Uncertainties Fail To Dampen Market
Against a backdrop of the war on terrorism and shaky consumer
confidence, the housing market and related kitchen/bath sector
continue to post impressive results, with 2002 witnessing new
annual highs on a number of fronts. Among the key statistics
released by government agencies, research firms and
industry-related trade associations in recent weeks were the
The projected economic and financial market environment “should
support a healthy housing market” this year and in 2004, with total
housing starts ranging between 1.62 and 1.63 million units each of
the two years, the National Association of Home Builders projected
last month (see related Forecast 2003 coverage, Pages 52-56).
According to David Seiders, chief economist for the Washington,
DC-based NAHB, the next two years will follow what was an
“unsustainably high rate” for housing starts of close to 1.7
million units last year. In fact, housing starts surged to an
annual rate of 1.84 million units in September of 2002, the highest
rate since June of 1986, the NAHB reported. “Single-family starts
should continue to account for nearly 80% of the total, and the
nation’s homeownership rate should resume an upward trend,”
following a modest, recession-provoked setback in the first half of
2002, Seiders observed.
NEW- AND EXISTING-HOME SALES
As 2002 came to a close, the housing market was “still hot, with
both new- and existing-home sales increasing,” the National
Association of Realtors reported in November. According to David
Lereah, chief economist for the Washington, DC-based NAR, 2002 will
wind up producing a record for existing-home sales, with resales
projected to register 5.47 million units up from the previous
record of 5.29 million existing homes sold in 2001. At the same
time, new-home sales will also post a record in 2002, with 929,000
homes sold up from the previous record of 908,000 in 2001. “Perhaps
most importantly, the nation’s homeownership rate continues to
hover near a record 68%,” Lereah noted.
CABINET & VANITY SALES
Sales of kitchen cabinets and bathroom vanities increased 14% in
October of 2002, compared to October of the previous year, the
Kitchen Cabinet Manufacturers Association said last month. The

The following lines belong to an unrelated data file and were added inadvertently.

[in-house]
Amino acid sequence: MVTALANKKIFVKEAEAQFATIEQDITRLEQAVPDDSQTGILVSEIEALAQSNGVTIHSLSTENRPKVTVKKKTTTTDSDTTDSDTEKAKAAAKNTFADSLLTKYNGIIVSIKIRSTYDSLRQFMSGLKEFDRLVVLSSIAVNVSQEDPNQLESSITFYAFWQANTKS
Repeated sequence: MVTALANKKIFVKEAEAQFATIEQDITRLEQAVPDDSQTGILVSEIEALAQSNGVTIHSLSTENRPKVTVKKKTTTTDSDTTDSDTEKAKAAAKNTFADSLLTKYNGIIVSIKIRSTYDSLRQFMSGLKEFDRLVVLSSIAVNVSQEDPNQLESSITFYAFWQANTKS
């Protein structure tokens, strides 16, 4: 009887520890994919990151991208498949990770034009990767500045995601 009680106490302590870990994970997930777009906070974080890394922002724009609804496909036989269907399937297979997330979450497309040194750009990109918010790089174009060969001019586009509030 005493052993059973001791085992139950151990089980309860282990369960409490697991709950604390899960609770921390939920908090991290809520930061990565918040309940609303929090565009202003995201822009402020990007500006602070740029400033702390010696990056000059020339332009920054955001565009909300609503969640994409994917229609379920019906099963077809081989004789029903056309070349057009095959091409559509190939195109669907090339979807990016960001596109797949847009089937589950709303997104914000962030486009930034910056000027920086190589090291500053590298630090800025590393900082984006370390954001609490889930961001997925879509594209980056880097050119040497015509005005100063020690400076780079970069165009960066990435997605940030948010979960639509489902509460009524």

Reston, VA-based KCMA noted that manufacturers participating in the
association’s monthly “Trend of Business” survey reported that
stock cabinet sales were up 12% in October, while semi-custom
cabinet sales rose 27% and custom cabinet sales posted a 1%
decline, the KCMA said. Year-to-date sales from January through
October of 2002 were up 11.7% over the same 10-month period in the
previous year, the KCMA added.
Domestic shipments of major home appliances through October of 2002
were running 4.9% higher than the same 10-month period a year
earlier, as appliance shipments continued to mirror forecasts for a
new annual record, the Association of Home Appliance Manufacturers
reported. According to the Washington, DC-based AHAM, some 56.08
million appliances were shipped from January through October, up
from the 53.47 million that were shipped over the same time span in
2001. Appliance shipments were running ahead of the previous year
in virtually all product categories including cooking, kitchen
cleanup, food preservation and home laundry according to AHAM,
which had forecast that 2002 shipments would total some 67.5
million units, up from the 64.6 million units shipped in 2001.
U.S. Housing Market Seen Varying Widely by Region in
Washington, DC The U.S. housing market, coming off unsustainably
high levels in 2002, will witness a decline in housing starts this
year although the pattern of starts will vary by state, depending
on regional conditions.
That’s the view of Stanley Duobinis, director of forecasting for
the Washington, DC-based National Association of Home Builders.
Addressing representatives of the building products industry at the
NAHB’s recent Semi-Annual Construction Conference here, Duobinis
forecast that the housing industry “will see both growing housing
markets and declining ones in 2003, just as we did in 2002.”
The most active markets continue to be in the Southeast and
West, with some notable weakness among some “high-tech” states,
Duobinis said, noting that local housing demand “is a function of
local household creation, as well as special factors such as second
“And, household creation depends on job creation,” he said.
“Ultimately, high rates of job creation translate into good housing
Although the recession “has been over for a while and the number
of states seeing year-over-year job growth is growing, that growth
is still ‘sluggish,’ ” Duobinis pointed out, noting that, from
September of 2001 to September of 2002, employment grew in just 14
The most rapidly-expanding housing states from September 2001 to
September 2002 included Nevada, Arizona, Kentucky, Montana,
Oklahoma, Rhode Island, Wisconsin, New Mexico, Florida and Texas.
Among the weakest states over the same time span were Utah,
Colorado, Georgia, Missouri and Washington.